INFLUENCE OF HYDRAULIC FRACTURING ON LEAKY ABANDONED WELLS
This study applies numerical modeling to investigate potential effects of hydraulic fracturing on upward flow through different types of leaky abandoned wells. Several factors were considered, such as proximity to hydraulic fracturing, flowback and production, and leaky-well abandonment scenarios. The numerical model is based on the Eagle Ford Shale play in south Texas; modeled scenarios used industry data specific to the play and historical records for nearby abandoned wells.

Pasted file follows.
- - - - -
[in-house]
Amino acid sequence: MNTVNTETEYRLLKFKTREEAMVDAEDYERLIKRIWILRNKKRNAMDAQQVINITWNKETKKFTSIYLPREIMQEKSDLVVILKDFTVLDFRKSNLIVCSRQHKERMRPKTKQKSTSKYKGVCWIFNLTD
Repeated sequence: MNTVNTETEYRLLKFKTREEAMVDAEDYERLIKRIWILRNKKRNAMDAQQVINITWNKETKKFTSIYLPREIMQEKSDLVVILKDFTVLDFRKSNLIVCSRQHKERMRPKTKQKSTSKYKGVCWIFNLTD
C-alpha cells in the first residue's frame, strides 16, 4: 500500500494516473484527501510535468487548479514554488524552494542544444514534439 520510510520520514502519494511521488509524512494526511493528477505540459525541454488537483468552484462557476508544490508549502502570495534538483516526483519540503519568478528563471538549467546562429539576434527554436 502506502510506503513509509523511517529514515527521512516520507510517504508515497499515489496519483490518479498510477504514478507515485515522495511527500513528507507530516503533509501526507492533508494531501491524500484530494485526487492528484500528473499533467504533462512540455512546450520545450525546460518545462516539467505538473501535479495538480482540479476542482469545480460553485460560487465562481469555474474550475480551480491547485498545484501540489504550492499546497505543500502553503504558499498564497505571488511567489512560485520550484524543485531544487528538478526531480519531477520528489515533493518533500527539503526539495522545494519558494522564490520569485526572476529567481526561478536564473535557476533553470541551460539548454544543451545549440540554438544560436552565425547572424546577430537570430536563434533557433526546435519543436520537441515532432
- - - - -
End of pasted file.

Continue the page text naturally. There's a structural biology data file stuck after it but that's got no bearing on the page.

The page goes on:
Numerical simulations revealed that upward flow through leaky wells occurs under certain spatial and hydraulic conditions. Flow was constrained to the stimulated reservoir volume (SRV) of the target shale. Within the SRV, magnitudes of upward flow in leaky abandoned wells increased with proximity to hydraulic fracturing, but decreased with additions of flowback and production at the horizontal well. Rates of flux are small, and ranged from approximately 0.086 to 0.006 m3 d-1 for hydraulic fracturing scenarios. Small upward fluxes and the potential for natural leakage, unrelated to modern hydraulic fracturing operations, complicate chemical detection and definitive identification of leakage sources. The results of this study underscore the importance of historical oil and gas activities in a sedimentary basin when evaluating potential flow pathways.